COLUMBUS – If the intended number of the country’s corn acres is planted, growers could be facing grain storage issues this fall and weak cash prices reflective of the market’s reaction to the shortage.
Shortages. “If we do see the number of bushels at harvest the market would like – 12.5 billion or 13 billion – we could face a storage shortage this fall, and weaker cash prices compared to futures prices,” said Matt Roberts, an Ohio State University Extension agricultural economist.
“This is just the market’s way of providing a financial incentive to those farmers who have on-farm storage to use it as long as possible to get through the pressure of harvest.”
According to the U.S. Department of Agriculture, growers intend to plant 90.5 million acres of corn, the highest acreage this country has seen in over 60 years. The record acreage is being driven by the growing ethanol demand.
“We are talking about 500 million to 1 billion more bushels compared to 2004, the last time we faced serious storage and transportation issues,” said Roberts.
Storage pressure. “We really won’t know how this will all play out until this fall, but it’s safe to say that there will be more grain storage pressure in corn-intensive areas like Iowa and Illinois.”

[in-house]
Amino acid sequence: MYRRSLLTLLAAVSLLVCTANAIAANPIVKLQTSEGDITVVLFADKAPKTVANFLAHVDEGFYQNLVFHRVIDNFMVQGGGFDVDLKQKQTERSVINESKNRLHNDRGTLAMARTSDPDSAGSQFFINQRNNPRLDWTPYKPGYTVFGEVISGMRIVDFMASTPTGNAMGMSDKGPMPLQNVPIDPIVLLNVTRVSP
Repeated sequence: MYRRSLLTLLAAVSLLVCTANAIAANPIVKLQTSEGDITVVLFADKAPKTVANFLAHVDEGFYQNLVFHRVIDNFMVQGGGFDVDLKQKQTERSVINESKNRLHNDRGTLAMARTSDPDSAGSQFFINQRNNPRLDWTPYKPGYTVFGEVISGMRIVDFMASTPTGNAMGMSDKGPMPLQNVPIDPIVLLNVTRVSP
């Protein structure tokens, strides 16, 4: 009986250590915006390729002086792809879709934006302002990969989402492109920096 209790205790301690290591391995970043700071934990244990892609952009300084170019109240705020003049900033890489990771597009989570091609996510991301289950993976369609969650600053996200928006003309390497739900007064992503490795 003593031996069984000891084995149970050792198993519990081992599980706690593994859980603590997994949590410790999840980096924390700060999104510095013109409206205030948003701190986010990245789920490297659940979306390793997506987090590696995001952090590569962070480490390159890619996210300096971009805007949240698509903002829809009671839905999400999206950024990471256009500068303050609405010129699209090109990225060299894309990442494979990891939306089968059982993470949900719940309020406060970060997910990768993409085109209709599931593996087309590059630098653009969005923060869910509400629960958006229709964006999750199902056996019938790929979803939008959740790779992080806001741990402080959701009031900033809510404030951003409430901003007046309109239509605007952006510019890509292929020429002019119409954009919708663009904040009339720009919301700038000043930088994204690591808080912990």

Roberts indicated the problem might not only be storage, but also a shift in distribution channels from rail and barge exporting to more local use by ethanol plants.
“The good news is that more on-farm storage has been built over the years,” said Roberts.
“There has been a boom in grain bin construction and grain elevators have added capacity.”
For Eastern Corn Belt states, like Ohio, the situation with grain storage might not be as significant as in Western Corn Belt states, but the possibility of a problem still exists.
Ohio. “Ohio’s situation is not dissimilar, but one of the differences is that we rely on rail or barges to move our supply to other states,” said Roberts.
“We are behind the rest of the Corn Belt in terms of ethanol production, so keeping the corn stored locally won’t be as widespread as in Western Corn Belt states that are becoming less and less export driven because of the boom in ethanol production in their areas.”
Growers can easily store corn into the following summer, but as temperatures begin to warm up, careful attention to management becomes important.
“Warmer temperatures means an increasing amount of management to store it, maintain pest control and keep aeration and temperatures at normal levels so the grain won’t degrade,” said Roberts.
“It can get costly to store grain, but the biggest costs in storage will not be management costs, they will be opportunity costs – the idea that stored grain at $3.50 or $4 a bushel on the market is not sitting in the bank earning interest.”
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